There are now many hundreds of millions of people playing video games. It is inevitable that many millions of these are great gaming enthusiasts and that many of these want to work in the video game industry. My advice, based on 30 years in and around it, is don’t. And here’s why:
- Playing video games is fun, it is entertainment. So you might think that making video games is fun. It isn’t. Not more or less than other jobs. Because that is what it is, just another job.
- People who are industry wannabes always say that they want to be game designers. This is because they don’t know how a game is made. In fact there are very few game designers involved. On any development team the main sort of people are artists (of different sorts) and programmers (of different sorts).
- Being keen about video games is no qualification whatsoever for working in the industry. Being a good computer programmer or artist is a much better basis. Even better is to be very good at maths. Game companies want people with the skills to make games and being an enthusiast isn’t a skill.
- The competition to get into the game industry is fierce because there are so many wannabes. So the industry can be very, very choosy. When I was at Codemasters the minimum degree to get in was a 2.1 and you had to score over 130 in an IQ test.
- Because so many people want in the wages are terrible. Similarly qualified graduates going into other industries will typically earn a lot more.
- If the wages are bad then the working conditions are worse. Crunch is a widespread practice in the industry. Huge numbers of hours of unpaid overtime.
- Career advancement is typically very, very slow. This is because most of the jobs are at a similar level, programming and creating art.
- The work itself is often tedious, repetitive and boring. It is a hard slog to create all the dots that you see on the screen. There really are lots of better and more interesting jobs in the world.
- Job security is awful. Companies routinely get rid of people as the work flow fluctuates. No matter how good you are it is ridiculously easy to find yourself out of a job.
- The training industry has jumped onto exploiting the wannabe. Lots of colleges and universities have jumped on the bandwagon. There are now hundreds of supposed game industry courses in the UK. Yet amazingly only 6 of these are accredited by Skillset! There are now more people in training for the video game industry than there are in the industry. The vast majority of these people are wasting their time and money.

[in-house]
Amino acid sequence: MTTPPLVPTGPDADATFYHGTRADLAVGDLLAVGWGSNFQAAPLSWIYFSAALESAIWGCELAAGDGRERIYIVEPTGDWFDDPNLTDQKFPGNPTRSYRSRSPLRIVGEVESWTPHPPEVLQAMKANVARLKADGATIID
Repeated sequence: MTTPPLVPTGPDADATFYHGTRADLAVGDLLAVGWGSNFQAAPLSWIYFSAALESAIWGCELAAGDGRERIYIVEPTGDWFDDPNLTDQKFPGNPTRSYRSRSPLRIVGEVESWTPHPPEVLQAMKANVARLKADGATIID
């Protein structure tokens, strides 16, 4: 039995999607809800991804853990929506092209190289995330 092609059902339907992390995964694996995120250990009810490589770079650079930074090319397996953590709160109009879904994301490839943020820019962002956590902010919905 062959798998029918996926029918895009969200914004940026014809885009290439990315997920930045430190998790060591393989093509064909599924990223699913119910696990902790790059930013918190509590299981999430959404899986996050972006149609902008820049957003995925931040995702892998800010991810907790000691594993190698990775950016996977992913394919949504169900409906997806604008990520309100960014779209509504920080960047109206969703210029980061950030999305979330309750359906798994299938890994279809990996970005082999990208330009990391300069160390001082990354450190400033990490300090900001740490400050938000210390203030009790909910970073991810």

- Game companies are mainly not very well run. This is because it is an immature industry and the management skills and practices are just not there. It is much, much nicer working in an organisation that is run properly. Which you are far more likely to find outside gaming.
- The industry is firing, not hiring. Lots of game studios have closed, many have shed jobs. Electronic Arts alone is shedding 1,500 people. There are lots of very good, very experienced game developers who can’t get a job. Against that newbies don’t stand a chance.
The proof, as they say, is in the pudding. And over the years I have seen lots and lots of people leave the video game industry. They move to other industries where the work is better, they earn more money, they get promotions and they have job security.
If after all this you are still determined then I have some advice. Don’t train for the video game industry. Instead train to get a very good qualification that the game industry needs but which you could use in other industries. Maths and physics are the prime examples. There is a huge shortage of graduates in these subjects, so you would be far more attractive to a game company. Good artists and C++ programmers are more common, so less valued. But they are still both qualifications that can be used in many industries.